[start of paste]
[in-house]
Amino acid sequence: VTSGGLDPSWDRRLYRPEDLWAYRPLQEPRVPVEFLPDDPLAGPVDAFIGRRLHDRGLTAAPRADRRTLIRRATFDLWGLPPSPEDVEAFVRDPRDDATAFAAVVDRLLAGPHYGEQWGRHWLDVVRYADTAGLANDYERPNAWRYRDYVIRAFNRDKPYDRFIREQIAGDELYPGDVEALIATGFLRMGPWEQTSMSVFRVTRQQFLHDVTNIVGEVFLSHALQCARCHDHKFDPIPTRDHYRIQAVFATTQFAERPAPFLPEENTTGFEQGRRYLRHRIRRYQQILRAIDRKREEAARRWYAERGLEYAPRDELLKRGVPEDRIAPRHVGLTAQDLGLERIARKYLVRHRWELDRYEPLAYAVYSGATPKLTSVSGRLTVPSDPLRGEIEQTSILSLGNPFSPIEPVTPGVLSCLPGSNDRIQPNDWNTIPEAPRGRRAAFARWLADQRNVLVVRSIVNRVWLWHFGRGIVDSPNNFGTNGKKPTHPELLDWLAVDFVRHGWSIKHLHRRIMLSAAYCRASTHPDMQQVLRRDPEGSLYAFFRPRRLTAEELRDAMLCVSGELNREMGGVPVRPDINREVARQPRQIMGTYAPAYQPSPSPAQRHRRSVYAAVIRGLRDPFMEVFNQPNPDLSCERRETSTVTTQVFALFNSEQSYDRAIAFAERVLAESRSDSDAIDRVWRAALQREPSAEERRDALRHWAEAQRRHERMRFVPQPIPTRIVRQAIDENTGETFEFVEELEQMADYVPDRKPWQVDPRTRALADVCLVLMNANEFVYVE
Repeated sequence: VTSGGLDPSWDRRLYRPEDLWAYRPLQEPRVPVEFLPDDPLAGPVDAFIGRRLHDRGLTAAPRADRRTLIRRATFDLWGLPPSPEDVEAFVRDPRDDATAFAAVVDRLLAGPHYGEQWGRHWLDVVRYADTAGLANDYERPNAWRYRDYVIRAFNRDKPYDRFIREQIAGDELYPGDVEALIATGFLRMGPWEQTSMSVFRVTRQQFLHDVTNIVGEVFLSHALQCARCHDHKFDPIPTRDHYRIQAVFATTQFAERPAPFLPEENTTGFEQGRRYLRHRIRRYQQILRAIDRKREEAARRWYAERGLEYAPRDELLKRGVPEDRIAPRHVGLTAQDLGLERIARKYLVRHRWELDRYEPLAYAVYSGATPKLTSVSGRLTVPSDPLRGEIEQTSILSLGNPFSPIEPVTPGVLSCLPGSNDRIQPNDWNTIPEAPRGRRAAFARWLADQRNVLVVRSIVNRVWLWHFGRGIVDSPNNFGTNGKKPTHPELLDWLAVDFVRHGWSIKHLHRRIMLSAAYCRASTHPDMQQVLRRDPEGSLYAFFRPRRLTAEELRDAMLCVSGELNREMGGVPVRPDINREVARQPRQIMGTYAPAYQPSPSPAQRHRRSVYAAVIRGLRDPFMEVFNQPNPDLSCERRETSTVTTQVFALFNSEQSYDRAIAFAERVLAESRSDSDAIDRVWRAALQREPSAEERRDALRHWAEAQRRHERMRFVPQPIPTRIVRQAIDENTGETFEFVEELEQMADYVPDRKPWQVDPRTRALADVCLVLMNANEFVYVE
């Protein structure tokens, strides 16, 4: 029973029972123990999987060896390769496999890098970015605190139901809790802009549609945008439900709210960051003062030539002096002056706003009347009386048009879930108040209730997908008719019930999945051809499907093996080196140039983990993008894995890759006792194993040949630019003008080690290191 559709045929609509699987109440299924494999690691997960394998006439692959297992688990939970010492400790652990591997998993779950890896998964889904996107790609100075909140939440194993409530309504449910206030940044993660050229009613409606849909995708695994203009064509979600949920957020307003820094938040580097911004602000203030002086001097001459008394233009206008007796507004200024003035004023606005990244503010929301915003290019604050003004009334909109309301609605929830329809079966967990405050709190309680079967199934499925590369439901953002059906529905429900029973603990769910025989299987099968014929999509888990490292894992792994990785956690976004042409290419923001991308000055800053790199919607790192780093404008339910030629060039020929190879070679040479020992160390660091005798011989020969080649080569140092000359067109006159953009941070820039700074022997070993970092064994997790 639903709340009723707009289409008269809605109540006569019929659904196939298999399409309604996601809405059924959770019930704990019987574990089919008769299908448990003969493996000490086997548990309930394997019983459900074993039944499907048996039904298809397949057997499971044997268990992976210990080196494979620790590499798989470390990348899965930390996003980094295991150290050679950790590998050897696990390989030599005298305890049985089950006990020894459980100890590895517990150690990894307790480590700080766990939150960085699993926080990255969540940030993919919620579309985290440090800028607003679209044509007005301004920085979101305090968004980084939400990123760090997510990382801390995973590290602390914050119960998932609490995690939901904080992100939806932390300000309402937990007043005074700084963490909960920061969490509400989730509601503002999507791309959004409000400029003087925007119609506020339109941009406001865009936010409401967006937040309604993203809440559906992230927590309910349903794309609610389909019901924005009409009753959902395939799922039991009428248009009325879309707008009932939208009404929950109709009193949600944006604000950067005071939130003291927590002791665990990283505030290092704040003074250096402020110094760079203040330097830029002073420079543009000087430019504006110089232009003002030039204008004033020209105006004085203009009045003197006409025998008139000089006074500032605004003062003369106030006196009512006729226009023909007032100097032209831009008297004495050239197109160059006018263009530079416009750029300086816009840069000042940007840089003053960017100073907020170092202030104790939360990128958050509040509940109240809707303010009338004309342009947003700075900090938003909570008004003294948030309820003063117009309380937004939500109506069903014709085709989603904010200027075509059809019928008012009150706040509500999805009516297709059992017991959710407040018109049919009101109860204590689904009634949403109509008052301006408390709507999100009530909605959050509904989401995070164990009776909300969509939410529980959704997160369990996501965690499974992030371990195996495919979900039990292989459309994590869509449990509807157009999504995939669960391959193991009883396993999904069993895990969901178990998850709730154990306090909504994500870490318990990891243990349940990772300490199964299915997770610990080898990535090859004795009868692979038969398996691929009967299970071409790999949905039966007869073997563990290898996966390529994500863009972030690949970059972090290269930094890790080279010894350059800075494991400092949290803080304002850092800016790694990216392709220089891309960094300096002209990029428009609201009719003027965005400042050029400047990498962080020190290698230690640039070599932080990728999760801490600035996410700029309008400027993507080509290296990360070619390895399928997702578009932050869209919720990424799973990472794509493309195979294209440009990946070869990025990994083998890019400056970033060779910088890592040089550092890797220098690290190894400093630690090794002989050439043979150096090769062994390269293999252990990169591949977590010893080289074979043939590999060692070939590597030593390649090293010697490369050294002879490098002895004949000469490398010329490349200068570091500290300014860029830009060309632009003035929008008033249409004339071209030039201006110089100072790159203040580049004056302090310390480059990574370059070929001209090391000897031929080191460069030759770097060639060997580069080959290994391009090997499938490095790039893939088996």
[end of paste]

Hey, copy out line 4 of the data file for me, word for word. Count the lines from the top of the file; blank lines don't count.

């Protein structure tokens, strides 16, 4: 029973029972123990999987060896390769496999890098970015605190139901809790802009549609945008439900709210960051003062030539002096002056706003009347009386048009879930108040209730997908008719019930999945051809499907093996080196140039983990993008894995890759006792194993040949630019003008080690290191 559709045929609509699987109440299924494999690691997960394998006439692959297992688990939970010492400790652990591997998993779950890896998964889904996107790609100075909140939440194993409530309504449910206030940044993660050229009613409606849909995708695994203009064509979600949920957020307003820094938040580097911004602000203030002086001097001459008394233009206008007796507004200024003035004023606005990244503010929301915003290019604050003004009334909109309301609605929830329809079966967990405050709190309680079967199934499925590369439901953002059906529905429900029973603990769910025989299987099968014929999509888990490292894992792994990785956690976004042409290419923001991308000055800053790199919607790192780093404008339910030629060039020929190879070679040479020992160390660091005798011989020969080649080569140092000359067109006159953009941070820039700074022997070993970092064994997790 639903709340009723707009289409008269809605109540006569019929659904196939298999399409309604996601809405059924959770019930704990019987574990089919008769299908448990003969493996000490086997548990309930394997019983459900074993039944499907048996039904298809397949057997499971044997268990992976210990080196494979620790590499798989470390990348899965930390996003980094295991150290050679950790590998050897696990390989030599005298305890049985089950006990020894459980100890590895517990150690990894307790480590700080766990939150960085699993926080990255969540940030993919919620579309985290440090800028607003679209044509007005301004920085979101305090968004980084939400990123760090997510990382801390995973590290602390914050119960998932609490995690939901904080992100939806932390300000309402937990007043005074700084963490909960920061969490509400989730509601503002999507791309959004409000400029003087925007119609506020339109941009406001865009936010409401967006937040309604993203809440559906992230927590309910349903794309609610389909019901924005009409009753959902395939799922039991009428248009009325879309707008009932939208009404929950109709009193949600944006604000950067005071939130003291927590002791665990990283505030290092704040003074250096402020110094760079203040330097830029002073420079543009000087430019504006110089232009003002030039204008004033020209105006004085203009009045003197006409025998008139000089006074500032605004003062003369106030006196009512006729226009023909007032100097032209831009008297004495050239197109160059006018263009530079416009750029300086816009840069000042940007840089003053960017100073907020170092202030104790939360990128958050509040509940109240809707303010009338004309342009947003700075900090938003909570008004003294948030309820003063117009309380937004939500109506069903014709085709989603904010200027075509059809019928008012009150706040509500999805009516297709059992017991959710407040018109049919009101109860204590689904009634949403109509008052301006408390709507999100009530909605959050509904989401995070164990009776909300969509939410529980959704997160369990996501965690499974992030371990195996495919979900039990292989459309994590869509449990509807157009999504995939669960391959193991009883396993999904069993895990969901178990998850709730154990306090909504994500870490318990990891243990349940990772300490199964299915997770610990080898990535090859004795009868692979038969398996691929009967299970071409790999949905039966007869073997563990290898996966390529994500863009972030690949970059972090290269930094890790080279010894350059800075494991400092949290803080304002850092800016790694990216392709220089891309960094300096002209990029428009609201009719003027965005400042050029400047990498962080020190290698230690640039070599932080990728999760801490600035996410700029309008400027993507080509290296990360070619390895399928997702578009932050869209919720990424799973990472794509493309195979294209440009990946070869990025990994083998890019400056970033060779910088890592040089550092890797220098690290190894400093630690090794002989050439043979150096090769062994390269293999252990990169591949977590010893080289074979043939590999060692070939590597030593390649090293010697490369050294002879490098002895004949000469490398010329490349200068570091500290300014860029830009060309632009003035929008008033249409004339071209030039201006110089100072790159203040580049004056302090310390480059990574370059070929001209090391000897031929080191460069030759770097060639060997580069080959290994391009090997499938490095790039893939088996």